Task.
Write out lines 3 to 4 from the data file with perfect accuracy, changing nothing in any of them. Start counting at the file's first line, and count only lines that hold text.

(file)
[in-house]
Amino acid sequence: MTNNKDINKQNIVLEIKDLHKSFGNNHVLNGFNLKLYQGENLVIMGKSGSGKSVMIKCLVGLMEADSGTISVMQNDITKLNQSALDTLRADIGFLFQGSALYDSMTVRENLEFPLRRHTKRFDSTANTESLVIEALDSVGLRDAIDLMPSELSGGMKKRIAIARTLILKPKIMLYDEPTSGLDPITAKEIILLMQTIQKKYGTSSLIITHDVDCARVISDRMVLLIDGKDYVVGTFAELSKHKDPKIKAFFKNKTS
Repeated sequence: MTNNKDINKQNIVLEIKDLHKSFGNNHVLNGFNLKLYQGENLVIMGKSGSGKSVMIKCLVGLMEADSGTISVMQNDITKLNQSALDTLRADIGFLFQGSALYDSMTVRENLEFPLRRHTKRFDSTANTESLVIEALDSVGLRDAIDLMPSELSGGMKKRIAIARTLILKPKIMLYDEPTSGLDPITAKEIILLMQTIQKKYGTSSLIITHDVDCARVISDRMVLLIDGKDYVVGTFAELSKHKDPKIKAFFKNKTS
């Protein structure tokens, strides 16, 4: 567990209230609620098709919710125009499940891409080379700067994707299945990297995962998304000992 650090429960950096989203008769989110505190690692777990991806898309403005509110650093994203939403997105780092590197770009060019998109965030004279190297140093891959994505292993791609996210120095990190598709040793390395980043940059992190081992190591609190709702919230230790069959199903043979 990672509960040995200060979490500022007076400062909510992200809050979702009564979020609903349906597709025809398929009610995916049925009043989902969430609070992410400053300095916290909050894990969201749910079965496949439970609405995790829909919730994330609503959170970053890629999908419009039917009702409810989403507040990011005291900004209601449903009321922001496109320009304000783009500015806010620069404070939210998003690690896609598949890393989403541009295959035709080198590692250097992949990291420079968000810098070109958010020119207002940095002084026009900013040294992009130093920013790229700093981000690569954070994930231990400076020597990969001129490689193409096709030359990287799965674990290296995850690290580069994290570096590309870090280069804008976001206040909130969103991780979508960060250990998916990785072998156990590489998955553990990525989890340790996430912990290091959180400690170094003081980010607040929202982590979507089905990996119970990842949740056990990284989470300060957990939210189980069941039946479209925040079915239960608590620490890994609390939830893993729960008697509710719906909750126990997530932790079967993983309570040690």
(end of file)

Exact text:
Repeated sequence: MTNNKDINKQNIVLEIKDLHKSFGNNHVLNGFNLKLYQGENLVIMGKSGSGKSVMIKCLVGLMEADSGTISVMQNDITKLNQSALDTLRADIGFLFQGSALYDSMTVRENLEFPLRRHTKRFDSTANTESLVIEALDSVGLRDAIDLMPSELSGGMKKRIAIARTLILKPKIMLYDEPTSGLDPITAKEIILLMQTIQKKYGTSSLIITHDVDCARVISDRMVLLIDGKDYVVGTFAELSKHKDPKIKAFFKNKTS
């Protein structure tokens, strides 16, 4: 567990209230609620098709919710125009499940891409080379700067994707299945990297995962998304000992 650090429960950096989203008769989110505190690692777990991806898309403005509110650093994203939403997105780092590197770009060019998109965030004279190297140093891959994505292993791609996210120095990190598709040793390395980043940059992190081992190591609190709702919230230790069959199903043979 990672509960040995200060979490500022007076400062909510992200809050979702009564979020609903349906597709025809398929009610995916049925009043989902969430609070992410400053300095916290909050894990969201749910079965496949439970609405995790829909919730994330609503959170970053890629999908419009039917009702409810989403507040990011005291900004209601449903009321922001496109320009304000783009500015806010620069404070939210998003690690896609598949890393989403541009295959035709080198590692250097992949990291420079968000810098070109958010020119207002940095002084026009900013040294992009130093920013790229700093981000690569954070994930231990400076020597990969001129490689193409096709030359990287799965674990290296995850690290580069994290570096590309870090280069804008976001206040909130969103991780979508960060250990998916990785072998156990590489998955553990990525989890340790996430912990290091959180400690170094003081980010607040929202982590979507089905990996119970990842949740056990990284989470300060957990939210189980069941039946479209925040079915239960608590620490890994609390939830893993729960008697509710719906909750126990997530932790079967993983309570040690």